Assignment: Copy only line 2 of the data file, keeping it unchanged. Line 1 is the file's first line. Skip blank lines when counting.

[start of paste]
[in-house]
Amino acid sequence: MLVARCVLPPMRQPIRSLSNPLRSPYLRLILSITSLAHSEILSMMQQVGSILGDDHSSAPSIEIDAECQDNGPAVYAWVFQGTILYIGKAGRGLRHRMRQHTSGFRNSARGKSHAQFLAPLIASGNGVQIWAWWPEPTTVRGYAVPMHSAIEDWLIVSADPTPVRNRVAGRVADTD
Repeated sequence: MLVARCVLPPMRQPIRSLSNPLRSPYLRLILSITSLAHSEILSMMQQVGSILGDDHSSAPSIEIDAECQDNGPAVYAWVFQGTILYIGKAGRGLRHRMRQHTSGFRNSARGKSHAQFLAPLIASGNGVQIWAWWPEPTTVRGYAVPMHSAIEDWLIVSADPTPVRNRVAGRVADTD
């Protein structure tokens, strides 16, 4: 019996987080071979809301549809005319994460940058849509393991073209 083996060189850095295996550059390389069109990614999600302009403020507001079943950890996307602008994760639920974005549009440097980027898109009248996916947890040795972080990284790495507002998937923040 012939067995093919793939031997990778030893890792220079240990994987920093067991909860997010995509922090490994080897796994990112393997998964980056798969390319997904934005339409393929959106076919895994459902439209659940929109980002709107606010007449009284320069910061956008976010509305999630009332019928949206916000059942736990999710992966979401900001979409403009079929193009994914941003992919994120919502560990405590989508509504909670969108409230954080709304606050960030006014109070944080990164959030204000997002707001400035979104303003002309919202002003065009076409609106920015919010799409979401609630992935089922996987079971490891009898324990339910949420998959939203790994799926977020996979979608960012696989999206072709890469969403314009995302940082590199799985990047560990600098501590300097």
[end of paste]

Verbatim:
Amino acid sequence: MLVARCVLPPMRQPIRSLSNPLRSPYLRLILSITSLAHSEILSMMQQVGSILGDDHSSAPSIEIDAECQDNGPAVYAWVFQGTILYIGKAGRGLRHRMRQHTSGFRNSARGKSHAQFLAPLIASGNGVQIWAWWPEPTTVRGYAVPMHSAIEDWLIVSADPTPVRNRVAGRVADTD